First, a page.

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September 15, 2010

El Salvador under assault

Reuel S. Amdur

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El Salvador encounters major obstacles in promoting safe development for its population in the face of rapacious corporations, narco-crime, and wide-spread poverty. Let's start with the issue of safety.

Long ago the Roman poet Ovid recounted the story of King Midas, a story that taught us that mineral wealth could be a double-edged sword.  We are seeing the truth of that now in Alberta, with the damage being done in the extraction of oil from the oil sands.  

Considerable efforts are being made to lessen the impact on the environment, but local Indian tribes that use the waters complain about illness and scientists are finding elevated levels of toxic elements such as mercury.  The Cree also complain about reduced water flow.

It is because of such problems that there is a burgeoning opposition to mining operations in Latin America. 

El Salvador native Paul Fortis, who divides his time between his birth country and Ottawa, is currently working in El Salvador as a community developer and assisting opposition to a gold and silver mine in the town of San Francisco El Dorado in Cabañas province.  He is also coordinating opposition to mining throughout Latin America. 

Cyanide is one of the contaminants that is a by-product of the mining venture, and the site of the mining is close to a small river that serves as a source of drinking water and irrigation.  There is also concern about the effect on ground water.  Dr. Eduardo Rovita has, in his medical practice, seen an increased incidence of cancer and other problems that were previously rare, such as hair loss, blindness, earaches, and gastrointestinal problems. 

Robert Moran, an expert in water quality, found fault with the environmental assessment report of Pacific Rim, the Canadian company involved. 

Moran charged that the report failed to deal adequately with issues of quantity and quality of the water and failed to involve adequate community participation in review of their assessment report. 

According to Moran, “Many of the environmental impacts routinely encountered at similar gold mining sites are being neglected, which generates uncertainty for the public and regulators.  This uncertainty is dealt with in the U.S.A. and Canada through the use of financial assurance requirements.  Financial assurance issues are not discussed in this EIA [Environmental Impact Assessment].”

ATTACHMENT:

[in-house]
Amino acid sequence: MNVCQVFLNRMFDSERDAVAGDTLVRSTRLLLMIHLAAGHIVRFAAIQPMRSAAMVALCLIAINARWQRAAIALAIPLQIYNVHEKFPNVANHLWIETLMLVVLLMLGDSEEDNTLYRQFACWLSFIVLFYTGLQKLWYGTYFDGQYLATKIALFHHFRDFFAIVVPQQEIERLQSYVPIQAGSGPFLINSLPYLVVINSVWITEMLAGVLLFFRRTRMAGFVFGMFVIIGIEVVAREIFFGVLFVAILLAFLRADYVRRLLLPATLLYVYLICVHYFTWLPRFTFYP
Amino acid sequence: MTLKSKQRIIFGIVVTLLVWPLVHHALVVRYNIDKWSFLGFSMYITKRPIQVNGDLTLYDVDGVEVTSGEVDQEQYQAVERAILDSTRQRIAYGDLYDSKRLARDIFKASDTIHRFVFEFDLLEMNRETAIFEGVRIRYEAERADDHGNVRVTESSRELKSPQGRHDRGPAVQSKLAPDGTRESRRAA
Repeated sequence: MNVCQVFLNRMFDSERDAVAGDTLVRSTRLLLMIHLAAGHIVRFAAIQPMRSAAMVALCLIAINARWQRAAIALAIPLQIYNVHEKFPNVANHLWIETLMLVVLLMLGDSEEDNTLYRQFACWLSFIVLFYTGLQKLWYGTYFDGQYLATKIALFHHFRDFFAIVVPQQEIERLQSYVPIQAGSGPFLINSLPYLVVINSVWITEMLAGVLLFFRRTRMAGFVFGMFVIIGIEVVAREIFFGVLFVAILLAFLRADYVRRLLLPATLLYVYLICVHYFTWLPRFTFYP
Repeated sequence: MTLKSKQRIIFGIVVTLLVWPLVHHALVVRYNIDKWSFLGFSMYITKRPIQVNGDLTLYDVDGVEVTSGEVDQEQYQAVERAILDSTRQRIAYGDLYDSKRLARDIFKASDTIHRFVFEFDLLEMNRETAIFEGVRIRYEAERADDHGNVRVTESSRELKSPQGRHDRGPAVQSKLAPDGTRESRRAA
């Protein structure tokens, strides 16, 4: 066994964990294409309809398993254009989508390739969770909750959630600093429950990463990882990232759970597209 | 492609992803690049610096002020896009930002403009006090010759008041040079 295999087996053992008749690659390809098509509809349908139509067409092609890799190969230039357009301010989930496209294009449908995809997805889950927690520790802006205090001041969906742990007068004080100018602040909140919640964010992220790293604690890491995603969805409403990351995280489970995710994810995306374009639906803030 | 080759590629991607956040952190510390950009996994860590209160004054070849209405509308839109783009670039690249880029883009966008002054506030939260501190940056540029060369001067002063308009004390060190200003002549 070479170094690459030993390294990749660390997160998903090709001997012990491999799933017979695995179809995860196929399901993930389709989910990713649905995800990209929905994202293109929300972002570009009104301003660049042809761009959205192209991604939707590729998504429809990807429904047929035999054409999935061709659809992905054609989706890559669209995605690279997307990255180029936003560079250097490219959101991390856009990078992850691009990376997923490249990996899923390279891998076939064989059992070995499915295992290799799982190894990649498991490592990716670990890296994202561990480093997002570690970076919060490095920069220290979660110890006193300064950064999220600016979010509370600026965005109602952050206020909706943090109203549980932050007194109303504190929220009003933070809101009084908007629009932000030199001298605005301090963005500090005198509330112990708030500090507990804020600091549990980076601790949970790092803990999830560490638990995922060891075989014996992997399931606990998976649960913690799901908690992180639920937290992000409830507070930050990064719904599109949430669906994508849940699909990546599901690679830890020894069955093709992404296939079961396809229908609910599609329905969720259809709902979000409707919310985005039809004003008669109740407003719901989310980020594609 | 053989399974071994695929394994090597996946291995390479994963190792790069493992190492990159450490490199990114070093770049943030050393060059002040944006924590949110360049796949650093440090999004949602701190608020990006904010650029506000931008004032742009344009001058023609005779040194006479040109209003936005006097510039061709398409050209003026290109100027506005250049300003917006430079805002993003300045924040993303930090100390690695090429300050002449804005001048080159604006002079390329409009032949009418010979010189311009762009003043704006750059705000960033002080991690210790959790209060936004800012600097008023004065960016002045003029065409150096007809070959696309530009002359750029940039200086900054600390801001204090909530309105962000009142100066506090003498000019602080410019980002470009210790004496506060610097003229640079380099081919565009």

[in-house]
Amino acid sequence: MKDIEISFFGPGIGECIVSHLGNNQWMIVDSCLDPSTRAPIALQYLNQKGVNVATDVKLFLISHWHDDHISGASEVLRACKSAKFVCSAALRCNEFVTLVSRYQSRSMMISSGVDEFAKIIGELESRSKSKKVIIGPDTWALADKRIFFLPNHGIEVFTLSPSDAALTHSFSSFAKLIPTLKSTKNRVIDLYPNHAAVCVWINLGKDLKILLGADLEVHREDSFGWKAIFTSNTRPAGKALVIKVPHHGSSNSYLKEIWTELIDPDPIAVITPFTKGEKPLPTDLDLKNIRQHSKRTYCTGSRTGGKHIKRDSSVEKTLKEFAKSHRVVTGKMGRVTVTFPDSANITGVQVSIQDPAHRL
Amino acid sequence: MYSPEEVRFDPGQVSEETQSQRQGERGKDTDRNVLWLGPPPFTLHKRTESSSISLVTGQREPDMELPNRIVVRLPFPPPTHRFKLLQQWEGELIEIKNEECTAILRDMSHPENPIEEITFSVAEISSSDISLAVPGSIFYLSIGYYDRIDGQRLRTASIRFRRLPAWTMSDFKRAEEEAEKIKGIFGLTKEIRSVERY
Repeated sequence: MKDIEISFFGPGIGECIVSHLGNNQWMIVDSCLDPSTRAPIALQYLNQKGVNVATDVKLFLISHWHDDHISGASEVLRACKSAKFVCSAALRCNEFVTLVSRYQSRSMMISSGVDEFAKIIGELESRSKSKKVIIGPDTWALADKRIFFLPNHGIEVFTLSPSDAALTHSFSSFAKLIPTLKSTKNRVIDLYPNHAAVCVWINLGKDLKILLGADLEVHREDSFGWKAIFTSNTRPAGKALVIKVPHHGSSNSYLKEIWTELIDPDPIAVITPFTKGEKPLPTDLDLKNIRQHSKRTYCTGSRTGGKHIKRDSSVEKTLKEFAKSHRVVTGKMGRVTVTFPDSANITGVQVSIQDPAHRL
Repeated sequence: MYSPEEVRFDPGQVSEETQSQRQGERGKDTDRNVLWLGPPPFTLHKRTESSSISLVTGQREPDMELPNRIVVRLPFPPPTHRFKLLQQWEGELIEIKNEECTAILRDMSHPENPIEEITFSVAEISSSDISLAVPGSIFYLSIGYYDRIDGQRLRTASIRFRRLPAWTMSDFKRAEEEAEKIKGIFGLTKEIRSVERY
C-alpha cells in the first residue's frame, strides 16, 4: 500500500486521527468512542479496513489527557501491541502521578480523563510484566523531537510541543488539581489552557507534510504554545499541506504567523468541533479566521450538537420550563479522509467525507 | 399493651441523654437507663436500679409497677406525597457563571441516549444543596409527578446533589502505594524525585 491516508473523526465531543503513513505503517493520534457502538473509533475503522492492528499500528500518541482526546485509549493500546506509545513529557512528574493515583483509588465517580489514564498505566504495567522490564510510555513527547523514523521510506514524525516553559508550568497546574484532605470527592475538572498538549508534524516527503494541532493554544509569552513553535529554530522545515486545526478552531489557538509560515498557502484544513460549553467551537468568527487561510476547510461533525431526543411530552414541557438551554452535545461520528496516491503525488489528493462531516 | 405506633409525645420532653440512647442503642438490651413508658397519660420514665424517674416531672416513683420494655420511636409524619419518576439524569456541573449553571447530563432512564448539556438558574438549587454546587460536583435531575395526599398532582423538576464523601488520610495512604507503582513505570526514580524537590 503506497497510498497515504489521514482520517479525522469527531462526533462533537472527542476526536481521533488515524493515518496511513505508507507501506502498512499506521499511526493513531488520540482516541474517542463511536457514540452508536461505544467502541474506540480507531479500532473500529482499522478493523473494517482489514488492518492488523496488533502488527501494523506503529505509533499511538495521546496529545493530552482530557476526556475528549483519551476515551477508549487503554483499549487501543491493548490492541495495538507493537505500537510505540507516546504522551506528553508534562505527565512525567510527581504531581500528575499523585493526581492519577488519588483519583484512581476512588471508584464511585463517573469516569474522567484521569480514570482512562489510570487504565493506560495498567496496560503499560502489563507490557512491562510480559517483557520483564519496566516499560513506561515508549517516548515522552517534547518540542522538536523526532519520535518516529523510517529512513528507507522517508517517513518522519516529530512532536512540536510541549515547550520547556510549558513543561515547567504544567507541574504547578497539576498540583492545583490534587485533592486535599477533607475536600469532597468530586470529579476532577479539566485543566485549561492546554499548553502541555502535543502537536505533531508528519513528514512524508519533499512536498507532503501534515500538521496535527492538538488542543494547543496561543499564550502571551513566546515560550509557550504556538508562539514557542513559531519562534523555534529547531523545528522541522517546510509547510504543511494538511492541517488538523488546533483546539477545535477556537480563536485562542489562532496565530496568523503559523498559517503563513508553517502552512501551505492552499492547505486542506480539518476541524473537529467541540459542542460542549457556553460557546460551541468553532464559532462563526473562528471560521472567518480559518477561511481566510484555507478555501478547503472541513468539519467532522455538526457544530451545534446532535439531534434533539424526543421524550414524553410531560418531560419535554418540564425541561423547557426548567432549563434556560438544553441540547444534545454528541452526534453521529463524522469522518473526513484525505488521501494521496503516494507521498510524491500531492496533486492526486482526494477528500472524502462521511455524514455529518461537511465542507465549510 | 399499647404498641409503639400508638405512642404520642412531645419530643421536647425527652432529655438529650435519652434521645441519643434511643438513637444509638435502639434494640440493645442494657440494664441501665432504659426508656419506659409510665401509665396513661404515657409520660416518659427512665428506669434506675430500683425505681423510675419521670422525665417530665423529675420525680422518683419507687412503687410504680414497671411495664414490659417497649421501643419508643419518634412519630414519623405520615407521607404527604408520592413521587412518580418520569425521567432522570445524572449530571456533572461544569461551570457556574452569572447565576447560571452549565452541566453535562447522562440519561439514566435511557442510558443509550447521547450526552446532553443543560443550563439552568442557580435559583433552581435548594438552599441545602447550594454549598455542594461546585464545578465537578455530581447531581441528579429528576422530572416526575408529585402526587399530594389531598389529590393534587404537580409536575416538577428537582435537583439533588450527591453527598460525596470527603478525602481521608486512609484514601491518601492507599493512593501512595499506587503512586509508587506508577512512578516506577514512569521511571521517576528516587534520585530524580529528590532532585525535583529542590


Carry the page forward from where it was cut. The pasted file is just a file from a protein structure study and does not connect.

In response to opposition from the local people, who have been supported by the Catholic Church on this issue, the government has halted Pacific Rim’s activities in Cabañas.  The conflict on the question of mining has had bloody consequences.

Earlier this year, 14 people from Suchitoto who were opposing a water diversion were tried and convicted of terrorism, but they were released due to efforts of American lawyers.  Soon after, two of them were kidnapped, tortured, and murdered. 

At the end of June, Gustavo Marcelo Rivera, who was an anti-mining organizer in San Isidro, was kidnapped, tortured, and murdered.  He also uncovered local voting fraud. 

Two men have been convicted of murdering two of the opponents of the mining.  They were cousins of the men.  Unfortunately, the previous civil war has inured the country to this kind of violence.  Torture and murder were common practices by ARENA, now the opposition party in parliament.  It is said that conflict between supporters and opponents of the mine is the result of material inducements by the mining company to some of the locals, who then have a vested interest in the mine continuing.

Pacific Rim is not taking the closure lightly. 

In other development activities, Fortis works with ORMUSA, a Salvadorian women’s organization, to promote cooperatives and adult education in 20 local areas.  Workshops are given around issues such as women’s rights, health, and the environment.  As well, there are topics such as micro-business, plumbing, sewing, and organic farming.  Most of the cost is borne by international aid, but 20% is provided by the local governments. 

One obstacle impeding development in El Salvador is organized narco-crime.  Even the government itself is at times crippled by these illicit forces.  In response to anti-gang legislation, narco-gangs ordered a three-day shutdown of businesses, including buses.  The gangs want to negotiate the legislation with the government!

There is one ally that the government is wary to enlist in the fight against the narco-gangs-- the United States. 

It is wary because in the past the U.S. has trained soldiers at the School of the Americas, soldiers who returned to El Salvador and engaged in slaughter and torture.  It also gave assistance to ARENA, which also employed such tactics.  ARENA is now the opposition party in parliament. 

While the challenges facing this small country are daunting, El Salvador is fortunate to have people like Paul Fortis who are prepared to work with the people to promote development at the grass-roots level, in spite of the grave danger lurking. 

On the one side, people like Fortis; on the other, ARENA, the narco-criminals, and foreign companies and their locally bribed allies. Clearly, the likes of Paul Fortis have the stronger hand to play.

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